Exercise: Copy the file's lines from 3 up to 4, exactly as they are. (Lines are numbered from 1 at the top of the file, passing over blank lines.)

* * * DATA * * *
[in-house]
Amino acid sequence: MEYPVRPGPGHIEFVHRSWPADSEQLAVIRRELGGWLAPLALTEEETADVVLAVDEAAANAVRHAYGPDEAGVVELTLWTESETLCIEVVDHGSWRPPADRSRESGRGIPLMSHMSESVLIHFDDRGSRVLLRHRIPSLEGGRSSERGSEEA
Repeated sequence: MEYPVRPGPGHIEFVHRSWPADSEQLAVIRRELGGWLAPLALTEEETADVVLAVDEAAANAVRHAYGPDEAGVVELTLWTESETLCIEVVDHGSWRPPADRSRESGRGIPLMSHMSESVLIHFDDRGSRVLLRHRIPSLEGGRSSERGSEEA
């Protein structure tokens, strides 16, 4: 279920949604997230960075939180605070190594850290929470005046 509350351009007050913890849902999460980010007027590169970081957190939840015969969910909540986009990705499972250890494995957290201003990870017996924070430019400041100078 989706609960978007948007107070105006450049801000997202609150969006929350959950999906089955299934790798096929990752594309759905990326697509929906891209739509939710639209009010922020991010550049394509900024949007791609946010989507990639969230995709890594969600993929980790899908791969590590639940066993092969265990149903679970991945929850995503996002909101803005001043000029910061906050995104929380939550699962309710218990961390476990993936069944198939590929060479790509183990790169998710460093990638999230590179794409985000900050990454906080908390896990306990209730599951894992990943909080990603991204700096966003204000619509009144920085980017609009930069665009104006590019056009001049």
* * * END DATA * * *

Repeated sequence: MEYPVRPGPGHIEFVHRSWPADSEQLAVIRRELGGWLAPLALTEEETADVVLAVDEAAANAVRHAYGPDEAGVVELTLWTESETLCIEVVDHGSWRPPADRSRESGRGIPLMSHMSESVLIHFDDRGSRVLLRHRIPSLEGGRSSERGSEEA
């Protein structure tokens, strides 16, 4: 279920949604997230960075939180605070190594850290929470005046 509350351009007050913890849902999460980010007027590169970081957190939840015969969910909540986009990705499972250890494995957290201003990870017996924070430019400041100078 989706609960978007948007107070105006450049801000997202609150969006929350959950999906089955299934790798096929990752594309759905990326697509929906891209739509939710639209009010922020991010550049394509900024949007791609946010989507990639969230995709890594969600993929980790899908791969590590639940066993092969265990149903679970991945929850995503996002909101803005001043000029910061906050995104929380939550699962309710218990961390476990993936069944198939590929060479790509183990790169998710460093990638999230590179794409985000900050990454906080908390896990306990209730599951894992990943909080990603991204700096966003204000619509009144920085980017609009930069665009104006590019056009001049």